This is the case of a man who is all alone . . . who works hard to gain as much wealth as he can (v.8).
Sorting through some old papers, I found a yellowed pay-stub that showed I had worked 100 hours in the span of 7 days. It’s crazy—I know, since there are only 168 hours in a week. As I fingered the faded document, I tried to recall the project that had required so much of my time many years ago. I looked at the date, but I still couldn’t remember what had been so important at the office.
If I had continued that kind of overtime for the length of my corporate career, I might have ended up like the guy Solomon described—the one who was “all alone, without a child or a brother, yet who work[ed] hard to gain as much wealth as he [could]” (Ecclesiastes 4:8). Although overworking sometimes produces great wealth, Solomon warned that it is “meaningless to think that wealth brings true happiness” (5:10).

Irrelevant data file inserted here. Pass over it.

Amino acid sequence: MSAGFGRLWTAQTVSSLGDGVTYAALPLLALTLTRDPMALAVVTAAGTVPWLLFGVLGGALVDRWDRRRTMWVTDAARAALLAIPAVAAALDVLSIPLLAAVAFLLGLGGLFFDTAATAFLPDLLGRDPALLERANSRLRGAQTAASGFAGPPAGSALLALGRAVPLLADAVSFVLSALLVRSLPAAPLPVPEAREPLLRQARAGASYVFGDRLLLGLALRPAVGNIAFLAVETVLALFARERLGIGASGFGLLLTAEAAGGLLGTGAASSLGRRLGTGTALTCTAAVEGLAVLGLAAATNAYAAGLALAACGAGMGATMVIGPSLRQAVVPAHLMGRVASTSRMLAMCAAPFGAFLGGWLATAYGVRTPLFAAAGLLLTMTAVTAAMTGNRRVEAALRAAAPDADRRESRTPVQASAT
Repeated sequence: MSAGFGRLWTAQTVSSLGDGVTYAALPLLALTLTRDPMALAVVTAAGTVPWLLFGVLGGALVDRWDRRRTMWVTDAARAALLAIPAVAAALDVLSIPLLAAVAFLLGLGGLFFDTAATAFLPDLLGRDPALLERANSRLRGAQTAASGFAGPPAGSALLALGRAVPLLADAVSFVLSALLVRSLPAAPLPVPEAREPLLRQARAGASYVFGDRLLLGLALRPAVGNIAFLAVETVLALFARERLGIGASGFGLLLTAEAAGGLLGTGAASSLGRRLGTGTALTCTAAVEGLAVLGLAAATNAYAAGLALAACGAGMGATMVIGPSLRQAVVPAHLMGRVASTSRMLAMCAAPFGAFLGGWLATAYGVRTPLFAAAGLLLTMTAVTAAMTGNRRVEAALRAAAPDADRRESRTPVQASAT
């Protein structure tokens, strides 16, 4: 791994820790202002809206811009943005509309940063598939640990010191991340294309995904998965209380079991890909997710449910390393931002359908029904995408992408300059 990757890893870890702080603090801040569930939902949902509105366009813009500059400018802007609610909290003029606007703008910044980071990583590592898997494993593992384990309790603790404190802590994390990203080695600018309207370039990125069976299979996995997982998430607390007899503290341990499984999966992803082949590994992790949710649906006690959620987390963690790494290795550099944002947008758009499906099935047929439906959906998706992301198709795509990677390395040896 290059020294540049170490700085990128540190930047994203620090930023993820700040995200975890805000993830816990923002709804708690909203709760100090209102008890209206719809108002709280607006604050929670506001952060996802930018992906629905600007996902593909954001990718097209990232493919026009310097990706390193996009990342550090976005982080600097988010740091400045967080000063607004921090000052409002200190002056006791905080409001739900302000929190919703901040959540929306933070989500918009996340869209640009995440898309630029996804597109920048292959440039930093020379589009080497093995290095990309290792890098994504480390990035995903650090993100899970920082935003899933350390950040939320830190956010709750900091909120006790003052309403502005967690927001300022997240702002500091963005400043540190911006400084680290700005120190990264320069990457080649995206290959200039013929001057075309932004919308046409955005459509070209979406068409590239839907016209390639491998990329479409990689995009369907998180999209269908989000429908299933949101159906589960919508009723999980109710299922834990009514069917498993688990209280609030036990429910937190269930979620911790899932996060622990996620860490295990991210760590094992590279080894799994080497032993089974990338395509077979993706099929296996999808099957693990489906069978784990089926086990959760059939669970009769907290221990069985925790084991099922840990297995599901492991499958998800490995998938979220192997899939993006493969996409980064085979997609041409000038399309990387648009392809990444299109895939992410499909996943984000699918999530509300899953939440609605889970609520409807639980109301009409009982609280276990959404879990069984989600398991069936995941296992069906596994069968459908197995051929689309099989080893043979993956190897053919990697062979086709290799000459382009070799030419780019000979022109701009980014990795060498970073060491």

True success in life includes serving God, befriending others, and preserving lasting relationships. When work crowds out these aspects of life, we need to “be wise enough to know when to quit” (Proverbs 23:4). Quitting doesn’t necessarily mean leaving a job altogether; it may mean clocking out earlier each day in favor of family time, refusing to obsess over job tasks, or taking time off to go on a missions trip.
So, if your BlackBerry chirps during church, and your iPad chimes all through dinner, ask God to help you manage your work life. Ask for the courage to push away from the desk for needed rest (Mark 6:31), and for the wisdom (James 1:5) to know how to work hard without becoming enslaved to an occupation.
If you don’t, you might just wake up one day and wonder, “Who am I working for? And why am I giving up so much pleasure right now?” (Ecclesiastes 4:8).
—Jennifer Benson Schuldt
Why is overworking sometimes viewed (wrongly) as a good thing? Why is it difficult to conquer an addiction to work?